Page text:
This is an odd place to begin play reporting, since we’re several sessions into our campaign of A Song of Ice and Fire, based in the world of George R.R. Martin’s books. It was also the last session for at least a month, as the GM has some other obligations that will keep her busy on our gaming nights for a bit. I’m tempted to write up a back story, to bring my readers up to date, but I don’t think I will. I’ll just do a quick introduction of each of the PCs, and then get into the thick of things, breaking to explain events from past sessions only when necessary. More information on this campaign can also be found at Out of the Night, We Still Come! (which is a blog set up by me for our GM).
One of the great things about SIF is that players are encouraged, even expected, to create their own minor house. We did that, and ended with a very old house that’s fallen on some very hard times. The house is named Straasa, and our motto is “Out of the night, we still come!” which suggests the tenacity that is fairly characteristic of this house. By the end of house generation, both our Population and Wealth traits were ridiculously (and dangerously low). Are lands are technically part of the North, but only barely. Our keep, Castle Swampstone, lies in the swamps just north of the Riverlands, near the Saltspear. Here’s a brief rundown of the PCs, who make up the majority of the major players of House Straasa:
It’s no longer uncommon for a GM to select specific music to play during a game session. Even in my earliest days of gaming, I’d often put on some CD or other, just to provide some background noise. But more and more, GMs are looking for something along the lines of an actual score for their games. Why is this?
The reason is actually pretty simple, even if many GMs don’t consciously comprehend it (I suspect most of them do, however). It’s the same reason video games feature music, or television shows, or film. Hell, it’s the reason behind opera (plays with music, essentially). Music is not just sound, rhythm, tone, melody, etc. Some of it is, don’t get me wrong. But the best music, the music that lives through generations, is the music that conveys emotion. It could be happiness, frustration, elation, sadness, fear, or any other emotion. And when used properly in any of the media mentioned above, it can kick the emotional punch of the story into overdrive.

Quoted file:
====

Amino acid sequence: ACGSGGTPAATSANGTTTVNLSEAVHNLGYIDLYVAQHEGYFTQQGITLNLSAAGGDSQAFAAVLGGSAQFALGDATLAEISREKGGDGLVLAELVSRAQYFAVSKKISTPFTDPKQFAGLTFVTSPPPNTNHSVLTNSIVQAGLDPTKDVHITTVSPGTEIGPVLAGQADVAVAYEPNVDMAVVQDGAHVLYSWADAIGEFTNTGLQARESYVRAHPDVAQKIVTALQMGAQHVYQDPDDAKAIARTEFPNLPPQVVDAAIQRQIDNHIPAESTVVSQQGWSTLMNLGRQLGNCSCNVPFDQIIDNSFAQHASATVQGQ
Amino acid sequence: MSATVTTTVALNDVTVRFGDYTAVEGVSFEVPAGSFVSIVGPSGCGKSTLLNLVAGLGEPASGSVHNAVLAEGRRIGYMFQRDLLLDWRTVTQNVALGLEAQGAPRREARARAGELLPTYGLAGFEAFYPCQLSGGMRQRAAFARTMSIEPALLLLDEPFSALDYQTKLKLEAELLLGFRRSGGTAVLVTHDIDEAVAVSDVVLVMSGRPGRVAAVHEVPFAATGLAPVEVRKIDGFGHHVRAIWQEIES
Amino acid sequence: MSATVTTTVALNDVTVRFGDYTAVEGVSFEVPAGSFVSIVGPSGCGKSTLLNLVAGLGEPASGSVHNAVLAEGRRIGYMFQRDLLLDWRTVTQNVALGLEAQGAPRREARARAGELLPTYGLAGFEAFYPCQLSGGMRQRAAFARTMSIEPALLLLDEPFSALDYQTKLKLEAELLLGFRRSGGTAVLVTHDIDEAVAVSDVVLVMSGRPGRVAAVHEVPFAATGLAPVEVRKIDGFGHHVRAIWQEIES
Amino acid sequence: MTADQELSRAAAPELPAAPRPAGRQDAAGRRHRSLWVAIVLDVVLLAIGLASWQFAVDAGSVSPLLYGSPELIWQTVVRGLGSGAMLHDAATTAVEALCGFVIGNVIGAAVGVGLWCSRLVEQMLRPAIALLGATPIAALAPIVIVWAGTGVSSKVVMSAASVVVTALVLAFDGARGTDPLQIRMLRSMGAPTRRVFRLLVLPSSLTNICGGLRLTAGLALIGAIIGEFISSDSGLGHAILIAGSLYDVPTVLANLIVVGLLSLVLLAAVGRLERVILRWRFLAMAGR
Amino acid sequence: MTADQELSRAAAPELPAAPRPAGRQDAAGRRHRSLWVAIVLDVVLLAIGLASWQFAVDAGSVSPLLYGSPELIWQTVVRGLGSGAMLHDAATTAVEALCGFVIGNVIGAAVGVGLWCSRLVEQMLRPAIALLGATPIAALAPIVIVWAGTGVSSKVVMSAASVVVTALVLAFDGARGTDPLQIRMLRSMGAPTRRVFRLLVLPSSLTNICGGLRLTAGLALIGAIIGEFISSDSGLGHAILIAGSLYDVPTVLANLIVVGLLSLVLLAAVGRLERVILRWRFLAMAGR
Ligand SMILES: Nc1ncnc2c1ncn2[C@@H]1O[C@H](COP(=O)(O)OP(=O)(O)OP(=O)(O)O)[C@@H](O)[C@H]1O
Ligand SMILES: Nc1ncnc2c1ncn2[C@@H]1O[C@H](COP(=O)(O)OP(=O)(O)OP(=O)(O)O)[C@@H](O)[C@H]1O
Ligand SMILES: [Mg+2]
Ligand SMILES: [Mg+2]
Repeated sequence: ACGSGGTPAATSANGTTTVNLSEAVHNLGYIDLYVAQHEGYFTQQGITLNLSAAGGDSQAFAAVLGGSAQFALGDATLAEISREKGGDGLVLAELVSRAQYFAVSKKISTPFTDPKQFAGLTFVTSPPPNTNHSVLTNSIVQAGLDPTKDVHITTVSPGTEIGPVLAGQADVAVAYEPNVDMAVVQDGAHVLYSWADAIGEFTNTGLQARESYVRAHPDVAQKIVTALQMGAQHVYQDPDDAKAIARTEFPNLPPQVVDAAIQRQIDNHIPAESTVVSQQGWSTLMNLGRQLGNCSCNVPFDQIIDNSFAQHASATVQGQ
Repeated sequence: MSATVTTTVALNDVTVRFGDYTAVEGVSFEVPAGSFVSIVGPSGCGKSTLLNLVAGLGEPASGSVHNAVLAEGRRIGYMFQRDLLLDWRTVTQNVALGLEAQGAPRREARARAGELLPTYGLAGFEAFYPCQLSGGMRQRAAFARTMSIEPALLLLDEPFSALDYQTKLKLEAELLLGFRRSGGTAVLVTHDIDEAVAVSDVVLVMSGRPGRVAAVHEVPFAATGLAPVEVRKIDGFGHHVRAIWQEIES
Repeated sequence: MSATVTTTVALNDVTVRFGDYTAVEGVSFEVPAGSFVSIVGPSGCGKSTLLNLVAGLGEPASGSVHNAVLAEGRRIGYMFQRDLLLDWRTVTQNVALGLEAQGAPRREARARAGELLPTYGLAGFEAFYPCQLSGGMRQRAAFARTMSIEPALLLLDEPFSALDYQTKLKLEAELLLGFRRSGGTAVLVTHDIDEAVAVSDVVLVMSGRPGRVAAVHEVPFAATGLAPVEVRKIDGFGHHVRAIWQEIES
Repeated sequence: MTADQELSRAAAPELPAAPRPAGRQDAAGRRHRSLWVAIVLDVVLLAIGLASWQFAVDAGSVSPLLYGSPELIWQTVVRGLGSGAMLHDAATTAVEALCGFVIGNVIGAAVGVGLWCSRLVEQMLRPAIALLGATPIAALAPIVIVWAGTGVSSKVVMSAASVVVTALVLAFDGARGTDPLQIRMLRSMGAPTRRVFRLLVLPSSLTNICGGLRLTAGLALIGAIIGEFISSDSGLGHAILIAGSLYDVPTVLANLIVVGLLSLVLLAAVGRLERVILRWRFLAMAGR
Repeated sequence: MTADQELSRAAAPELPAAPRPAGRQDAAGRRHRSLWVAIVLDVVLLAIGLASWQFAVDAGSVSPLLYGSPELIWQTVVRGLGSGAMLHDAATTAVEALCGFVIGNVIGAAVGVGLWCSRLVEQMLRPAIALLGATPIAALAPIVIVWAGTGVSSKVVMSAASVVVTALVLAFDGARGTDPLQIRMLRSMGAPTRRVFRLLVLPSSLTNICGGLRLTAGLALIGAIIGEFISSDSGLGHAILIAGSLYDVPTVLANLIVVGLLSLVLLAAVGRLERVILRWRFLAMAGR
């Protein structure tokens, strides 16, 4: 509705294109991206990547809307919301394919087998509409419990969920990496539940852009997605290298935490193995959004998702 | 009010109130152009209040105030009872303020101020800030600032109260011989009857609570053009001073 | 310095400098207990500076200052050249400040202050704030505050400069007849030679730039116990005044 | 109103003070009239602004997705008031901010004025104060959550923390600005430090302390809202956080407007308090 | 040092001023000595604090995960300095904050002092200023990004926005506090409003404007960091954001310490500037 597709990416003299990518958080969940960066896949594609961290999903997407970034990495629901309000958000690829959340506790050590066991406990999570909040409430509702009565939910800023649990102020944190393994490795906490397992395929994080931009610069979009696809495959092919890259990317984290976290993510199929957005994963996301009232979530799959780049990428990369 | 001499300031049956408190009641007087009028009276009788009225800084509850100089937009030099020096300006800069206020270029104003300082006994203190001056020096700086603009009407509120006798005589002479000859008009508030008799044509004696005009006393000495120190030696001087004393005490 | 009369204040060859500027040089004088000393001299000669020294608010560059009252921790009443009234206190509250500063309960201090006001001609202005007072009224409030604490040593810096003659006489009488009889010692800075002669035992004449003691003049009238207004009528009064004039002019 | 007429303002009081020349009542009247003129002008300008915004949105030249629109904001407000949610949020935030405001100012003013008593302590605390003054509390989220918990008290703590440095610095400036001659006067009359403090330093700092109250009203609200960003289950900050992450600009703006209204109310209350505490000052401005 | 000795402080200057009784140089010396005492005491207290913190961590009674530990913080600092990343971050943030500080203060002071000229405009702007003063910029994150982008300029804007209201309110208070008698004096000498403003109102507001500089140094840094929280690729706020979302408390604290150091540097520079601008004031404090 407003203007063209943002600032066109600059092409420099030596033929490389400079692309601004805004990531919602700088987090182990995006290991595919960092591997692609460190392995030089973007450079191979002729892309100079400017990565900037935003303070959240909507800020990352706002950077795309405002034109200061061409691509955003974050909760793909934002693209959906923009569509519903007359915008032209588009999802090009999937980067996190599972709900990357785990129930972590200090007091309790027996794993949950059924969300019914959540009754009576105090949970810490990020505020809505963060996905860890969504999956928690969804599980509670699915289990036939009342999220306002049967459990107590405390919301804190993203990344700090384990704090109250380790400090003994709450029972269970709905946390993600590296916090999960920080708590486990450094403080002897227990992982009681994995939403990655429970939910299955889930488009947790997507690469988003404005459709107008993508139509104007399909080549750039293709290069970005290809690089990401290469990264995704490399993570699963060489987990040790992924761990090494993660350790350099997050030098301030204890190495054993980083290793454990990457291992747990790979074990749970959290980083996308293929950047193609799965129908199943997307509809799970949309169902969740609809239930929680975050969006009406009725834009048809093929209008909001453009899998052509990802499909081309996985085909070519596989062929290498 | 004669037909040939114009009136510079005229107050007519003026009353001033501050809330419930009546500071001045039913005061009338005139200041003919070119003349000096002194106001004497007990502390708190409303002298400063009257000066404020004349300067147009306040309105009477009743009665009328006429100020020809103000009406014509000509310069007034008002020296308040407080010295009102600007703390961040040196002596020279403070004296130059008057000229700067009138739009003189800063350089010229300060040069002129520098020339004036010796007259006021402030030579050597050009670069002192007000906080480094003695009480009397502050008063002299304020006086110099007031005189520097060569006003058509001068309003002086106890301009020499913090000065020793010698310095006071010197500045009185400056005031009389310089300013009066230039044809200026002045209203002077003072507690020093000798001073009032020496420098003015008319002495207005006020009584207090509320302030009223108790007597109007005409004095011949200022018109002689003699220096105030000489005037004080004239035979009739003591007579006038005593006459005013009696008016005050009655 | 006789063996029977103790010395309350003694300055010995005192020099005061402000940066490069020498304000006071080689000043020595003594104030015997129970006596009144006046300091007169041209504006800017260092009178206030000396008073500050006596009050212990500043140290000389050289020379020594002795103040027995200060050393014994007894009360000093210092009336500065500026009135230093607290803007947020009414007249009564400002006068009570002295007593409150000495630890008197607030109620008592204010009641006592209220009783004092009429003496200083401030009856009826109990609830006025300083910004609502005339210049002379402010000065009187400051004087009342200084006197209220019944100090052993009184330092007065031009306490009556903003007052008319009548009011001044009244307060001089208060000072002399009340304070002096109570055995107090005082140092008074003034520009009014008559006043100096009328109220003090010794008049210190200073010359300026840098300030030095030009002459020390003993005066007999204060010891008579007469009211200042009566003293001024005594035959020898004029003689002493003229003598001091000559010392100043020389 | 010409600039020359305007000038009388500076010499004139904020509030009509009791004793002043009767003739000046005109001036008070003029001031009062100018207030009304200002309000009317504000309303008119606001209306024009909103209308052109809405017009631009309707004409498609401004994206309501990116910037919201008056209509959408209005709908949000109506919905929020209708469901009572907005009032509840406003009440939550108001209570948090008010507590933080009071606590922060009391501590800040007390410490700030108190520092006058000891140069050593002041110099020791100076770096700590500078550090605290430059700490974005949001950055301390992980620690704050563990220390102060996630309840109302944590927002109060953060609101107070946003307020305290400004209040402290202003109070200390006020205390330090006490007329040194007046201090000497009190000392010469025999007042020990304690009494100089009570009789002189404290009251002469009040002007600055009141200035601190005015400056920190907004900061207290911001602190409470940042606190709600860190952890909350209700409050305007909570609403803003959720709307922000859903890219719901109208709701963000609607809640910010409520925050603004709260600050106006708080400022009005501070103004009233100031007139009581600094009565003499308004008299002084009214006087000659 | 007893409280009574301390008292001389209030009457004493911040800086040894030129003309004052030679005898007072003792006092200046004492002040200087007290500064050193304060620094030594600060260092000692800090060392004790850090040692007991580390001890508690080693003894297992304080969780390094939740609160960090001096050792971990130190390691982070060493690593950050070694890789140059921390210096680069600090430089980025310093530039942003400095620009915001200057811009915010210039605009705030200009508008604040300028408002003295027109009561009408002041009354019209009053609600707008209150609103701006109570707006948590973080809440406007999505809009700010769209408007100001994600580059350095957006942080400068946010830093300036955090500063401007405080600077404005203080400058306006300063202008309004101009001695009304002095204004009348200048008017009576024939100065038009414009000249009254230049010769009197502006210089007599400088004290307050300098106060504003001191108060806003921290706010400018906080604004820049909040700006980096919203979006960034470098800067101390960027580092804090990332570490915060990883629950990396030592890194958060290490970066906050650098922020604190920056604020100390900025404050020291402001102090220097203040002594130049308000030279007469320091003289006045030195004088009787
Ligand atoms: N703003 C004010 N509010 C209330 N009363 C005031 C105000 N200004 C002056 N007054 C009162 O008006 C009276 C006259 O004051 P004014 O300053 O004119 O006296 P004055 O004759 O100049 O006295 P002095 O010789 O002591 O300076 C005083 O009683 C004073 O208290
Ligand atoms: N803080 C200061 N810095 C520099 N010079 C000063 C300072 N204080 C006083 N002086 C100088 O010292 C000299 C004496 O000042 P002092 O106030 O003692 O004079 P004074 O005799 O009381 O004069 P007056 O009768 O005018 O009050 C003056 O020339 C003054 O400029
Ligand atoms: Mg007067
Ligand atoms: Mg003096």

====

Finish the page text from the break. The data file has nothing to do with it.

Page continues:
I have been a fan of Warhammer Fantasy Roleplay (published by Games Workshop) since I was a kid. It was one of the first games I ever bought (I believe it was my third), and my first fantasy game. I really liked the dark, grim setting, even though what was presented was a pretty poor representation of the Warhammer world. I didn’t realize just how cool that setting was until I started with the Warhammer Fantasy Battles wargame in high school.
I never played it much, though it was always in the back of my mind. I found the mechanics a little too complex when I was younger, and so it always had that stigma, even when I was more experienced and probably would have been able to run it with little or no problem. When Green Ronin and Black Industries published a 2nd edition, I was intrigued, but since I was involved in other gaming activities at the time, I didn’t pick it up until recently, and even then, only skimmed through it. It seemed to include more of the rich and fantastic setting than 1st edition, but still seemed quite lacking to me. There was just so much more in the world than what was detailed, so much more you could do!